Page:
Home:bass Art Gallery
A RESPONSE TO GESTAPO TACTICS
by Jonny Boys
I recently had the chance to meet with Johnathan Hall, owner of Home:bass, a unique record store that sells toys, zines, t-shirts and local art. The interview took place at their old store. While the new location was a great move for them and a testament to their ability to survive, it is also the story of local government abusing its “authority” by dictating what is art.
For some time now Hall has been an advocate of the street art culture that has been maturing in Portland. On September 28, 2012, Hall and Portland street artist, The Lost Cause, joined forces to raise money for a mural on the side of Home:bass's exterior. The Kickstarter.com campaign caught the eyes of the Portland Graffiti Abatement unit, as it was featured for three days on the home page of Kickstarter.com, and the project was fully funded.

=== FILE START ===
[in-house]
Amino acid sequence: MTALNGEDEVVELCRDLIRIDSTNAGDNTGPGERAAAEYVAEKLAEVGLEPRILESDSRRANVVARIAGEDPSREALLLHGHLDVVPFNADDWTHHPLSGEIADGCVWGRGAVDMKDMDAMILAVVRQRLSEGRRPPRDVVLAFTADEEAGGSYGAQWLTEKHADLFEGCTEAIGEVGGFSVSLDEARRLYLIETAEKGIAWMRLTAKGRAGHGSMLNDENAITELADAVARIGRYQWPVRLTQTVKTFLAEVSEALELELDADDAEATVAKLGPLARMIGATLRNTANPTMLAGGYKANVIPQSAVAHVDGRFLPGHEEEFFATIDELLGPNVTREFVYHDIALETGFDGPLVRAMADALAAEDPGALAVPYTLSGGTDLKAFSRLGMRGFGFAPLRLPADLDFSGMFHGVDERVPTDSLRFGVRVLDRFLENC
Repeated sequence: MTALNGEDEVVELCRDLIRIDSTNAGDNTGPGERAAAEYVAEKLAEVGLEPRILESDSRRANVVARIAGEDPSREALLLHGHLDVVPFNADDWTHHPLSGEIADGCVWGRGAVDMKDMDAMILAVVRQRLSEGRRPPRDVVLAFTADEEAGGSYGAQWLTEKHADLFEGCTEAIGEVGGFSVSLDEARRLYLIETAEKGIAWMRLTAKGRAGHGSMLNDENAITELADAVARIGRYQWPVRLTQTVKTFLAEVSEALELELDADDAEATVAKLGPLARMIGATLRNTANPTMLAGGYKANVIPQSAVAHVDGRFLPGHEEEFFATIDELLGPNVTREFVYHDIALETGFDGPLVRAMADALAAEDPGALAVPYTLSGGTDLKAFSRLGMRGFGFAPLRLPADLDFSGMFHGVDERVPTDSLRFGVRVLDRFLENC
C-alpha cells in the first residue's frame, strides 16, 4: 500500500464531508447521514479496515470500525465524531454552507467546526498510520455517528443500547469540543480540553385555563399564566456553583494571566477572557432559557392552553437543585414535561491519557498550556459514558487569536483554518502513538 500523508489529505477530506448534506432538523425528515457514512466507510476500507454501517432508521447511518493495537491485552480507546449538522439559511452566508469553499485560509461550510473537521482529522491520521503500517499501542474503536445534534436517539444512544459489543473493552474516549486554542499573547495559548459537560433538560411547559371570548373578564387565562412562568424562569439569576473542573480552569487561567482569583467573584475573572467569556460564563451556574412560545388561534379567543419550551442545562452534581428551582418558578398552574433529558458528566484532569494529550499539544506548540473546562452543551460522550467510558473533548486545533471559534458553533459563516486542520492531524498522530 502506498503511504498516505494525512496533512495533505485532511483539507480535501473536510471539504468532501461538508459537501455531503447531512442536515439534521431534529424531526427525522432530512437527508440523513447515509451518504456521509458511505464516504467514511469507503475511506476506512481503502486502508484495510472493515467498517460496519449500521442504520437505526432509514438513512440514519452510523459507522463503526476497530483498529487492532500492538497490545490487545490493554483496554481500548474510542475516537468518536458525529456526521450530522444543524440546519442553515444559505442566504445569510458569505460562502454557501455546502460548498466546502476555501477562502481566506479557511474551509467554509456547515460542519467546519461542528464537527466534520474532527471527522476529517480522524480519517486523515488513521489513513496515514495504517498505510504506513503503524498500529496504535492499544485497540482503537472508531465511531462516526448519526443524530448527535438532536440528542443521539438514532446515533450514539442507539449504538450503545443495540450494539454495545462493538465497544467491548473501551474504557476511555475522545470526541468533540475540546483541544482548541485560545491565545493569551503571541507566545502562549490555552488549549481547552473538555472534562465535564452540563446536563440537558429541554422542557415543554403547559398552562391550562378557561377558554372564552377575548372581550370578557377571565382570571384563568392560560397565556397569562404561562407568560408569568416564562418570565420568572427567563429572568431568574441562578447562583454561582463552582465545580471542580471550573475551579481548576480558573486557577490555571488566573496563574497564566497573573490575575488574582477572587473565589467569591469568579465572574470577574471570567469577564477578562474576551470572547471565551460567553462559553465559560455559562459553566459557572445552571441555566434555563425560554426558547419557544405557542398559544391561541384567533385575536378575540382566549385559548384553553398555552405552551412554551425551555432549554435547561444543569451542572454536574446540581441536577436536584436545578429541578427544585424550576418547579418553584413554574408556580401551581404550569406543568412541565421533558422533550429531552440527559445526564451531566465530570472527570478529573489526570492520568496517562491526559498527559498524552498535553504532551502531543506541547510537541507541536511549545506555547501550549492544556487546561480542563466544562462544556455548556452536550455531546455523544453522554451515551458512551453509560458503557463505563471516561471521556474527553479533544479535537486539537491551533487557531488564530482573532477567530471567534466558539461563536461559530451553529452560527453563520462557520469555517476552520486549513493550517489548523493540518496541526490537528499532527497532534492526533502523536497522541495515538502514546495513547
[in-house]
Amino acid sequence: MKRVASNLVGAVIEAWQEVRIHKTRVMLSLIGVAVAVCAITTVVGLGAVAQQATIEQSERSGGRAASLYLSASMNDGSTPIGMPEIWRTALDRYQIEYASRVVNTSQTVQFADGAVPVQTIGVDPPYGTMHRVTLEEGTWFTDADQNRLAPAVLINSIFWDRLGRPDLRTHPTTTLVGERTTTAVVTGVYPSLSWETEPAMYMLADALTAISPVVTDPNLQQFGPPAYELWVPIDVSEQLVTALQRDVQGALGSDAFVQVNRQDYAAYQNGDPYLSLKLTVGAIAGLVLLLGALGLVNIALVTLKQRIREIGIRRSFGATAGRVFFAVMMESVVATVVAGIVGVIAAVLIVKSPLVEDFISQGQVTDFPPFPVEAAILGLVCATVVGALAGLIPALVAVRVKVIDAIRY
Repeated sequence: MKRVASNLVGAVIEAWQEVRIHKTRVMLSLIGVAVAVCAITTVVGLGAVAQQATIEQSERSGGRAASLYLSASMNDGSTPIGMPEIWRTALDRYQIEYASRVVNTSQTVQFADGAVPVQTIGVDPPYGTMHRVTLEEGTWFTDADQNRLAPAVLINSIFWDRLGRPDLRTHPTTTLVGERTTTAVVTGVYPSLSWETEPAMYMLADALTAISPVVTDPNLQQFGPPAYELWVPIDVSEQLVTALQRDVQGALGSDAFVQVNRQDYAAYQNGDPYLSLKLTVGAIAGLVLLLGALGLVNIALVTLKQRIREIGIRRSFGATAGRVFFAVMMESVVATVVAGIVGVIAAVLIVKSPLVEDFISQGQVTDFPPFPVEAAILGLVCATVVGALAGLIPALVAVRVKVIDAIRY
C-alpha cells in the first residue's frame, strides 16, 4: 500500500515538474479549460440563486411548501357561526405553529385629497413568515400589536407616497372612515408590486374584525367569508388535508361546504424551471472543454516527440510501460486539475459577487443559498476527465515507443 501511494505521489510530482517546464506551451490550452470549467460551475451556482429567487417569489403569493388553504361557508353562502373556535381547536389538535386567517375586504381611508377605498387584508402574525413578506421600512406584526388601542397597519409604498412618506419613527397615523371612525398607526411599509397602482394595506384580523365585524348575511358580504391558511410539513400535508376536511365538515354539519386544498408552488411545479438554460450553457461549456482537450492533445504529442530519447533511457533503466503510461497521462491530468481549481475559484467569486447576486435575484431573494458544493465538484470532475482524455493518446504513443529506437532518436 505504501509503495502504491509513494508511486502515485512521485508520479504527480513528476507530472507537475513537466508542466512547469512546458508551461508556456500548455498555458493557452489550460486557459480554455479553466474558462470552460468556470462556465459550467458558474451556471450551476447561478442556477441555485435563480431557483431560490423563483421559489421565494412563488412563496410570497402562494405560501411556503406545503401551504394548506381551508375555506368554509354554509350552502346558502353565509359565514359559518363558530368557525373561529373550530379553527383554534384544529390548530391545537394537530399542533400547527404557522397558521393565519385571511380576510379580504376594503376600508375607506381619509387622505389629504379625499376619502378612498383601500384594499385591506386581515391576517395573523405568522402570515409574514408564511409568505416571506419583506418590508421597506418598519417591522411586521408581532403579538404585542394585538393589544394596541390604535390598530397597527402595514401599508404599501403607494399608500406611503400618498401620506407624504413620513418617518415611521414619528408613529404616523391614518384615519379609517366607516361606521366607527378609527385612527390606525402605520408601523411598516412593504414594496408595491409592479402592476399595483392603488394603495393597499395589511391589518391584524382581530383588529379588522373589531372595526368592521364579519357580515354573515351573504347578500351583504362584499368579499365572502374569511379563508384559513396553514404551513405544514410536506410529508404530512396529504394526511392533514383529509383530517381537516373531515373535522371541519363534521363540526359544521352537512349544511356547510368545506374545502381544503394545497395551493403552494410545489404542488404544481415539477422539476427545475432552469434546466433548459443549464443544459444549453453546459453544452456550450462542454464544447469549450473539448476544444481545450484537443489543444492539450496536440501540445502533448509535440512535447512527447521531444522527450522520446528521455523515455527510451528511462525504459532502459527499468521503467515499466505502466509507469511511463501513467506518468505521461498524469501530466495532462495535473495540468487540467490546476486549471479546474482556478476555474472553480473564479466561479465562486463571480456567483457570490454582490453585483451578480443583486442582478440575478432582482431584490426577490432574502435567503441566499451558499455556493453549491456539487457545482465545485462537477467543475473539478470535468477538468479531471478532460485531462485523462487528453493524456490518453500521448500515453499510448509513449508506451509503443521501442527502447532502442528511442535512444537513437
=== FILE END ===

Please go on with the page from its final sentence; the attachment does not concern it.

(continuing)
So Hall and his partner went out at the behest of his landlord to talk to other businesses in the neighborhood that have murals to find out if their was a permit process. “There's like a bunch of murals even on this strip...from the people we talked to they said they tried to go through the permit process but basically they were told that if their art work is under a certain size and it's not like, deliberately pushing a big business or whatever...basically the permit's not required so much. And we talked to another place down the street and they were like the same way.”